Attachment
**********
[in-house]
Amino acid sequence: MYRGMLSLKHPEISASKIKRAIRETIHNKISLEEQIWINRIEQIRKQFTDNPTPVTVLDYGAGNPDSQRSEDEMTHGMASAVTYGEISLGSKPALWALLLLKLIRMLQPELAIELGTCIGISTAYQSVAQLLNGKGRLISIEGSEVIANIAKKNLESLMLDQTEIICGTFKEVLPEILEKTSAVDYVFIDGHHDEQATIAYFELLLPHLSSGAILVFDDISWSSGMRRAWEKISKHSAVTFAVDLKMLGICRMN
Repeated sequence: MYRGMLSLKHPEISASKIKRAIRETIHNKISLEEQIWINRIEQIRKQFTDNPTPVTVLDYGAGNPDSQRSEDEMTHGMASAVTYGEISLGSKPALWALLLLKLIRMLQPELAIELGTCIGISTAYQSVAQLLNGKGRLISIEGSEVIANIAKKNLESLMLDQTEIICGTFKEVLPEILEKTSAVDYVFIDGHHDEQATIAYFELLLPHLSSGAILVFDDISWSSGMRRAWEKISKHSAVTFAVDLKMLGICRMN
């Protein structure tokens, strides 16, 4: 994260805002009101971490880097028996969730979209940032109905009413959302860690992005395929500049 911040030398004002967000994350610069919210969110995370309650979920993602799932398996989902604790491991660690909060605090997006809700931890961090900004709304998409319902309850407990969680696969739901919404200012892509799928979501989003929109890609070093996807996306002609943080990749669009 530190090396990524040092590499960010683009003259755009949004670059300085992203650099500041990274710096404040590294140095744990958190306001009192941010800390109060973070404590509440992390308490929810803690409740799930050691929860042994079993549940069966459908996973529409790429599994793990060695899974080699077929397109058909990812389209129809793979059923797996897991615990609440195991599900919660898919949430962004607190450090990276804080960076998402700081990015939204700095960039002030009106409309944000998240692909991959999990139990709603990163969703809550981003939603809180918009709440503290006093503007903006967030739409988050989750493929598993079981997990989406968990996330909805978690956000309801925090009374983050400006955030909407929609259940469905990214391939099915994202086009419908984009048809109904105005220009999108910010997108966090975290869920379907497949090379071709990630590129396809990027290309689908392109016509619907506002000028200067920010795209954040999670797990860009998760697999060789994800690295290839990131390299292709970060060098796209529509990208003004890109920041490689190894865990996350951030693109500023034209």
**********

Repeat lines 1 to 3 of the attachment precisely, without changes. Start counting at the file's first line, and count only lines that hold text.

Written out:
[in-house]
Amino acid sequence: MYRGMLSLKHPEISASKIKRAIRETIHNKISLEEQIWINRIEQIRKQFTDNPTPVTVLDYGAGNPDSQRSEDEMTHGMASAVTYGEISLGSKPALWALLLLKLIRMLQPELAIELGTCIGISTAYQSVAQLLNGKGRLISIEGSEVIANIAKKNLESLMLDQTEIICGTFKEVLPEILEKTSAVDYVFIDGHHDEQATIAYFELLLPHLSSGAILVFDDISWSSGMRRAWEKISKHSAVTFAVDLKMLGICRMN
Repeated sequence: MYRGMLSLKHPEISASKIKRAIRETIHNKISLEEQIWINRIEQIRKQFTDNPTPVTVLDYGAGNPDSQRSEDEMTHGMASAVTYGEISLGSKPALWALLLLKLIRMLQPELAIELGTCIGISTAYQSVAQLLNGKGRLISIEGSEVIANIAKKNLESLMLDQTEIICGTFKEVLPEILEKTSAVDYVFIDGHHDEQATIAYFELLLPHLSSGAILVFDDISWSSGMRRAWEKISKHSAVTFAVDLKMLGICRMN